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This is definitely subjective, but I'd like to try to avoid it becoming argumentative. I think it could be an interesting question if people treat it appropriately.

The idea for this question came from the comment thread from my answer to the "What are five things you hate about your favorite language?" question. I contended that classes in C# should be sealed by default - I won't put my reasoning in the question, but I might write a fuller explanation as an answer to this question. I was surprised at the heat of the discussion in the comments (25 comments currently).

So, what contentious opinions do you hold? I'd rather avoid the kind of thing which ends up being pretty religious with relatively little basis (e.g. brace placing) but examples might include things like "unit testing isn't actually terribly helpful" or "public fields are okay really". The important thing (to me, anyway) is that you've got reasons behind your opinions.

Please present your opinion and reasoning - I would encourage people to vote for opinions which are well-argued and interesting, whether or not you happen to agree with them.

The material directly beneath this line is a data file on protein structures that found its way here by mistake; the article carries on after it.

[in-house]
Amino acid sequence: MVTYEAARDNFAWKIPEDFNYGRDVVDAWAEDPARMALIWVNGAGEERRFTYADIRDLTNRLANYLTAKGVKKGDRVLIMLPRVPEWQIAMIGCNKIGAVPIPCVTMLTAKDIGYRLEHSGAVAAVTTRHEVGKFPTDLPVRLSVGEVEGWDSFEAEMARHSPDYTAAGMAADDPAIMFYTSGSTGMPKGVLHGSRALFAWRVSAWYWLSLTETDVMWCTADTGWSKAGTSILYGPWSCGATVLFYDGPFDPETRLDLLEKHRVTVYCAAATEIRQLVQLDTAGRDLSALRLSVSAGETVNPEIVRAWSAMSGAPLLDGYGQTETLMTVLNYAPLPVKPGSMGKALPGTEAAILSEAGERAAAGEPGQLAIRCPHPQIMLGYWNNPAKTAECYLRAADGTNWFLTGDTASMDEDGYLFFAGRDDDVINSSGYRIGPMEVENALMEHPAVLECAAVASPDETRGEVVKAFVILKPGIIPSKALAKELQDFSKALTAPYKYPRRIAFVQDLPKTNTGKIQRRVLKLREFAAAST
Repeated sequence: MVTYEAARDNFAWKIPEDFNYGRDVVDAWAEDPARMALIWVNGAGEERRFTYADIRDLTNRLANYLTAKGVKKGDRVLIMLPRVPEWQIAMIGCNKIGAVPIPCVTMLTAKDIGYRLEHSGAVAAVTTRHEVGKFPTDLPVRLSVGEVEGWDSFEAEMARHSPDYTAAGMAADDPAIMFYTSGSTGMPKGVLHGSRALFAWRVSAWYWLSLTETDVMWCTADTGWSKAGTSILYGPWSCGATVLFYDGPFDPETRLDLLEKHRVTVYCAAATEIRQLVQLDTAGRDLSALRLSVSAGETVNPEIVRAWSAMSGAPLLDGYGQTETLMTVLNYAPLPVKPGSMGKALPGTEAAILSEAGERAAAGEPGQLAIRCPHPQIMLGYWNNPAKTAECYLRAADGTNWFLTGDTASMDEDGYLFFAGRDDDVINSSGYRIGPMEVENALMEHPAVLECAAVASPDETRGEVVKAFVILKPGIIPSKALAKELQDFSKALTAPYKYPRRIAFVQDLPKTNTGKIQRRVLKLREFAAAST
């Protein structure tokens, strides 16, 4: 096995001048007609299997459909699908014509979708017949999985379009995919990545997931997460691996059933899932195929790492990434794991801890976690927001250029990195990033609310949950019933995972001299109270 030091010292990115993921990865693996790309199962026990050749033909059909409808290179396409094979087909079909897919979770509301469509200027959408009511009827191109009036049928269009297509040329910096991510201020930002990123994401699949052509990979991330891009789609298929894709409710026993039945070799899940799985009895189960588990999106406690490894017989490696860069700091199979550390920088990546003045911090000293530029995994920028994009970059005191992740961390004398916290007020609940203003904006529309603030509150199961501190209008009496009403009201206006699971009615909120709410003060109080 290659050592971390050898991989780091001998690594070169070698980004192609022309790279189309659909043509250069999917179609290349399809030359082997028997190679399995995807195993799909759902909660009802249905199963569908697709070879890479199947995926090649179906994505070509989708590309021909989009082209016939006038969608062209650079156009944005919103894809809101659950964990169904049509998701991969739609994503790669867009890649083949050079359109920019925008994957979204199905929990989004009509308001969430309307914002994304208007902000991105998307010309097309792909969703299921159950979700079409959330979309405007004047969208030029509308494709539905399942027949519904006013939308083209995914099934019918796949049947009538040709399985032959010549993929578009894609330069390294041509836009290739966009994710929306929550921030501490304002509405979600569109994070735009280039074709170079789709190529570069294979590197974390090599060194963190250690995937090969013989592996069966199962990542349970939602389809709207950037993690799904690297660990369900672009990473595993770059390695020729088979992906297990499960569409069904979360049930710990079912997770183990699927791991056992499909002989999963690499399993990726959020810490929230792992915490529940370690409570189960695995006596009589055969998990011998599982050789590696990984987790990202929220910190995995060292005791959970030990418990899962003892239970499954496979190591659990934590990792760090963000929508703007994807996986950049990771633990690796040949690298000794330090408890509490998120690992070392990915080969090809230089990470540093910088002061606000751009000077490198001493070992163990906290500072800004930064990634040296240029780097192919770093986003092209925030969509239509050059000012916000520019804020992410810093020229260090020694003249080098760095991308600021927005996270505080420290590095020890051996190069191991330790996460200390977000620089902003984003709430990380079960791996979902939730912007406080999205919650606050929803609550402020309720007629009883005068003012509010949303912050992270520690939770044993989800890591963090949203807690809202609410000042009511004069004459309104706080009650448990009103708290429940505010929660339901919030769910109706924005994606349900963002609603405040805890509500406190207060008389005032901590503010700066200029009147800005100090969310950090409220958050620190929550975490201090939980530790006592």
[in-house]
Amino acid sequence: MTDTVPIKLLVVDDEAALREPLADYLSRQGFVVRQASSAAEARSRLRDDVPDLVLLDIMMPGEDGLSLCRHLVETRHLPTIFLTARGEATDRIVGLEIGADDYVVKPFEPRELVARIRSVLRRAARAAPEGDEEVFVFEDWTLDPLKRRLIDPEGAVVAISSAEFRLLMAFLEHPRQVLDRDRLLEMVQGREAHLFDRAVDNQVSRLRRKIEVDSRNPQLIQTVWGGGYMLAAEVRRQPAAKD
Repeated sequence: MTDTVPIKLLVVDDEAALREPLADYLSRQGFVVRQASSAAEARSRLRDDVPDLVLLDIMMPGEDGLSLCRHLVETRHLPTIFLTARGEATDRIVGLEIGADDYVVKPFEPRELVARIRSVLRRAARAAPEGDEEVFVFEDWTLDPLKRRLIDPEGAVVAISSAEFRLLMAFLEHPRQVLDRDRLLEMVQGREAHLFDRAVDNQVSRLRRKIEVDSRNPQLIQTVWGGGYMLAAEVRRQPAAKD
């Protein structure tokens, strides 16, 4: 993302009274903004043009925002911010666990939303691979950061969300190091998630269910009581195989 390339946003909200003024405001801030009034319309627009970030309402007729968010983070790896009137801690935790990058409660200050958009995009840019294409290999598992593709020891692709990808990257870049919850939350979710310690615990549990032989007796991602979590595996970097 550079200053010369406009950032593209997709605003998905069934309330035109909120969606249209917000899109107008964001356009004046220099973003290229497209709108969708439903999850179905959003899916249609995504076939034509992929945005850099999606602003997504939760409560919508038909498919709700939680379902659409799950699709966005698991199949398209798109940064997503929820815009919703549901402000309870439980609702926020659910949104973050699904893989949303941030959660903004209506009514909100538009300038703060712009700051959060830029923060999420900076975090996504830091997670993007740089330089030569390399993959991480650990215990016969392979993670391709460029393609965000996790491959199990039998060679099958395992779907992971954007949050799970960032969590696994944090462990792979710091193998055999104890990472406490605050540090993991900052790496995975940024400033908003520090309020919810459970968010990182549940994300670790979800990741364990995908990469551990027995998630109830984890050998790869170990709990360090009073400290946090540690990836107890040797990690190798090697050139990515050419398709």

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won't the answer with the fewest votes be the most controversial :)? –  Doug T. Jan 2 '09 at 14:09
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The controversial ones have the most comments, not upvotes. –  Bill the Lizard Jan 7 '09 at 3:35
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Awesome! 249 answers and newcomers aren't reading every other answer to avoid duplicates - in fact there are answers on here that have been posted many, many times. There is no possible way that leaving this open for new answers is contributory - closing still allows votes. PLEASE CLOSE. –  Adam Davis Feb 10 '09 at 21:35
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think the community wiki component needs to be stripped out of the Q/A system. It's fine to have a community wiki, but it shouldn't be a means for justifying the endless series of non-sense questions like this one. Please close. –  Mark Rogers Feb 10 '09 at 22:00
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This is a great question to farm badges. A guy with 11 rep has a gold badge. Hilarious. –  Robert S. May 1 '09 at 20:46

408 Answers 408

To be really controversial:

You know nothing!

or in other words:

I know that I know nothing.